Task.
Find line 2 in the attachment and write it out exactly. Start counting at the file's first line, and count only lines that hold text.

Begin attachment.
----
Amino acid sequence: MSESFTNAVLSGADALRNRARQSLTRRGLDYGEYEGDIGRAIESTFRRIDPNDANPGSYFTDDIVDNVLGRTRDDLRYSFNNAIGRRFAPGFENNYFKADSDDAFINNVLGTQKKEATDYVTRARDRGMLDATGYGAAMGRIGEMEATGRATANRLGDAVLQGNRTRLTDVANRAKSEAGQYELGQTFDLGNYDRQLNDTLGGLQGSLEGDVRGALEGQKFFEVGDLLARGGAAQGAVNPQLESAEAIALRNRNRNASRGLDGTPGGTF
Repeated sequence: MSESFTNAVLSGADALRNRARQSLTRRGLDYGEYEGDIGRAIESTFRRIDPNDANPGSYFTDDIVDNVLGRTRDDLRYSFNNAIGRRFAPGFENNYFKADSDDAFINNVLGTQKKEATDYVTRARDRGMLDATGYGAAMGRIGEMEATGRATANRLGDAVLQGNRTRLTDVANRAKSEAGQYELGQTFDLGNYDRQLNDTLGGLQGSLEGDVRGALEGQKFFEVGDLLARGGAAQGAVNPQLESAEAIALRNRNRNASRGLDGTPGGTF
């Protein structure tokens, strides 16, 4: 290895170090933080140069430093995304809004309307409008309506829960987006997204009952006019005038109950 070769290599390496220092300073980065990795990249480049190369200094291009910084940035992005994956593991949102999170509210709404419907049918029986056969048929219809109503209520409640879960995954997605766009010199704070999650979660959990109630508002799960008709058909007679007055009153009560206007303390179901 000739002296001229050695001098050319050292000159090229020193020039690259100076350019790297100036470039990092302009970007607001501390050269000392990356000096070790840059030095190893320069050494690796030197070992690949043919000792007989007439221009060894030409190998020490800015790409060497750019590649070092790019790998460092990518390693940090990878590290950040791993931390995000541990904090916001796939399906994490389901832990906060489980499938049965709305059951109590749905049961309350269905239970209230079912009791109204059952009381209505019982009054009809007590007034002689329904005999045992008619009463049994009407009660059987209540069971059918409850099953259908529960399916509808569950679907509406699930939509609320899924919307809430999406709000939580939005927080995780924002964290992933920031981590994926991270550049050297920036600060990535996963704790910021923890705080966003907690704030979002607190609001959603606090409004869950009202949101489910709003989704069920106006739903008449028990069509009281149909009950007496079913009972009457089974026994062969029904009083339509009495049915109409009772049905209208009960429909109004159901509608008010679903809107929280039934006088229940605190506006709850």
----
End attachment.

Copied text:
Repeated sequence: MSESFTNAVLSGADALRNRARQSLTRRGLDYGEYEGDIGRAIESTFRRIDPNDANPGSYFTDDIVDNVLGRTRDDLRYSFNNAIGRRFAPGFENNYFKADSDDAFINNVLGTQKKEATDYVTRARDRGMLDATGYGAAMGRIGEMEATGRATANRLGDAVLQGNRTRLTDVANRAKSEAGQYELGQTFDLGNYDRQLNDTLGGLQGSLEGDVRGALEGQKFFEVGDLLARGGAAQGAVNPQLESAEAIALRNRNRNASRGLDGTPGGTF